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Getting Back Into Sports After Anterior Cruciate Ligament Injuries

Anterior Cruciate Ligament (ACL) injuries are some of the most dreaded injuries among sports professionals and even amateurs. They are usually season-ending and often entail surgery and a prolonged period of rehabilitation. So what exactly are ACL injuries, the causes and treatment options?

What is an ACL?

An ACL connects the thigh bone (femur) with the shin bone (tibia). An ACL stabilises the knee for cutting, twisting, jumping and pivoting activities. This ligament is located in the centre of the knee joint and prevents abnormal rotation of the femur on the tibia.

ACL injuries are common in a wide variety of sports especially where twisting and pivoting are involved such as basketball, netball and football. It affects both men and women and is in fact eight times more common in women than men.

Without an ACL most people have trouble with twisting and pivoting during sports. In severe cases, the patient has trouble even with activities of daily living.

How does the ACL get injured?

Most ACL injuries tend to be a result of a deceleration injury. The foot gets trapped in a tackle or uneven ground and the weight of the body rotates around the knee thereby causing the ligaments to rupture.

When you tear an ACL, you will often feel or hear a pop. You will also feel the knee shift out of place and develop significant swelling in just a few hours. Most people are unable to continue play and some will have severe pain and be unable to bear weight at all.

What should we do immediately after an injury?

Play should be discontinued. The knee should be iced and the leg elevated. A commonly used regime is to ice the knee for 20 to 30 minutes every two to three hours.

Pain killers and anti-inflammatory medication are useful for patient comfort and a sports physician, an orthopaedic surgeon or a phsiotherapist should evaluate the injury. A Magnetic Resonance Imaging (MRI) scan is usually ordered to confirm the diagnosis and to exclude injury to the other ligaments in the knee as well as the articular cartilage and the meniscus.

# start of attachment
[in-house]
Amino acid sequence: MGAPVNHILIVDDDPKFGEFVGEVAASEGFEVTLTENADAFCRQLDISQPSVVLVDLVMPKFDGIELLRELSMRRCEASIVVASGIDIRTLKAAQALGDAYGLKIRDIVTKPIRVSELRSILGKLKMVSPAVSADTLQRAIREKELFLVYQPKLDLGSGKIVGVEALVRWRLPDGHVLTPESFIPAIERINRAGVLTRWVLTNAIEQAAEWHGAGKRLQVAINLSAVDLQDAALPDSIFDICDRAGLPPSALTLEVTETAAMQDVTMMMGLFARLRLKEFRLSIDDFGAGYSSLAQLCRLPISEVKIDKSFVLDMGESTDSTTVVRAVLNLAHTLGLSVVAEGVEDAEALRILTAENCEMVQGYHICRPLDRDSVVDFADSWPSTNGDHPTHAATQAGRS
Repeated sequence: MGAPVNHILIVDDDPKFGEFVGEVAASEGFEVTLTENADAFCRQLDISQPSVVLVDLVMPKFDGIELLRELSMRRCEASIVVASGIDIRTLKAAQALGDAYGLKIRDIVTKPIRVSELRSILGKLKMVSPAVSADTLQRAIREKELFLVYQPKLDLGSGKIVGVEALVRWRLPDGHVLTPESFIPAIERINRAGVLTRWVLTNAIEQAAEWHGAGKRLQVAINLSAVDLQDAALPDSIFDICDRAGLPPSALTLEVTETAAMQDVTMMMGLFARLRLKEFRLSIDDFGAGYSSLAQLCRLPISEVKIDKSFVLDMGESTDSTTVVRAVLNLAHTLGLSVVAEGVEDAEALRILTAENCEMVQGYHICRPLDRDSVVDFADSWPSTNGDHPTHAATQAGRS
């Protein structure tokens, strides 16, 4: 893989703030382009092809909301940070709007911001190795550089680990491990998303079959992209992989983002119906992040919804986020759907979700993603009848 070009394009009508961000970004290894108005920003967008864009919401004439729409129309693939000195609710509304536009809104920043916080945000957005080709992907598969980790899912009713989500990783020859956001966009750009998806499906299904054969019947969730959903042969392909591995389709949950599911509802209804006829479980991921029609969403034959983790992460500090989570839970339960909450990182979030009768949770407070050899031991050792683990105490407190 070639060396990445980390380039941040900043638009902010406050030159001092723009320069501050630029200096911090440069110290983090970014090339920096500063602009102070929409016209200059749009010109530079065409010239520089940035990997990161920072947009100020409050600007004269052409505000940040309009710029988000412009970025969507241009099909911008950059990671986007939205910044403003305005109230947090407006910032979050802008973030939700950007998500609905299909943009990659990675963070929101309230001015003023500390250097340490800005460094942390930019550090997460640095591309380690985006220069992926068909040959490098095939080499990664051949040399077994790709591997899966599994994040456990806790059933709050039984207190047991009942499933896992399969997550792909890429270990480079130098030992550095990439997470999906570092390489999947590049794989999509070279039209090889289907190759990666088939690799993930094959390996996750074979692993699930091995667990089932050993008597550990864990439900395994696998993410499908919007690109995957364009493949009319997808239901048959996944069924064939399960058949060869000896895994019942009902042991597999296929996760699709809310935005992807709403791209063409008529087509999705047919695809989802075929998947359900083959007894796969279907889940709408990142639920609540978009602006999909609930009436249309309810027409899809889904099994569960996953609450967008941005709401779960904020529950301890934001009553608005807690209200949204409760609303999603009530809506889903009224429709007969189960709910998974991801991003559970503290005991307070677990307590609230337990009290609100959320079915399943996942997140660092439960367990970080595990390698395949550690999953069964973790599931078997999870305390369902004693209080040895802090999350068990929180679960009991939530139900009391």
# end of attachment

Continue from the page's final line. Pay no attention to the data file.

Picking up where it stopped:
Who should go for surgery?

If the ACL has been torn, surgical reconstruction of the ligament may be indicated, as the ligament rarely heals by itself. However not everyone who tears an ACL will need surgery.

Individuals who should consider surgery are those who are keen to continue playing sports as well as those who have instability (giving way) during daily or sporting activities. Patients with associated injuries to the other structures in the knee and those who are young should consider surgery.

Current thinking is that recurrent instability in the knee will cause damage to the cartilage and menisci (crescent-shaped cartilage pad between the two joints formed by the thigh bone and the shin bone) and lead to accelerated degenerative arthritis.

The rationale behind surgery is to stabilise the knee for twisting and pivoting activities and to slow down the development of arthritis.

What happens during a surgery?

In surgery, the ACL is recreated by using a “graft” which can be taken from the patient’s own tissue.

The surgery is performed via an arthroscopic or ‘key-hole’ technique. This allows for a rapid recovery and less pain compared to non-arthroscopic techniques. Most times the surgery can be done as a day surgery procedure.

Post Surgical Rehabilitation

The patients’ commitment to a rehabilitation programme is of the utmost importance in determining the success or failure of the surgery. Non-compliance or poor compliance with the rehabilitation programme is a common cause of inability to return to sports.

The rehabilitation programme consists of range of motion, strengthening and finally sports-specific agility training.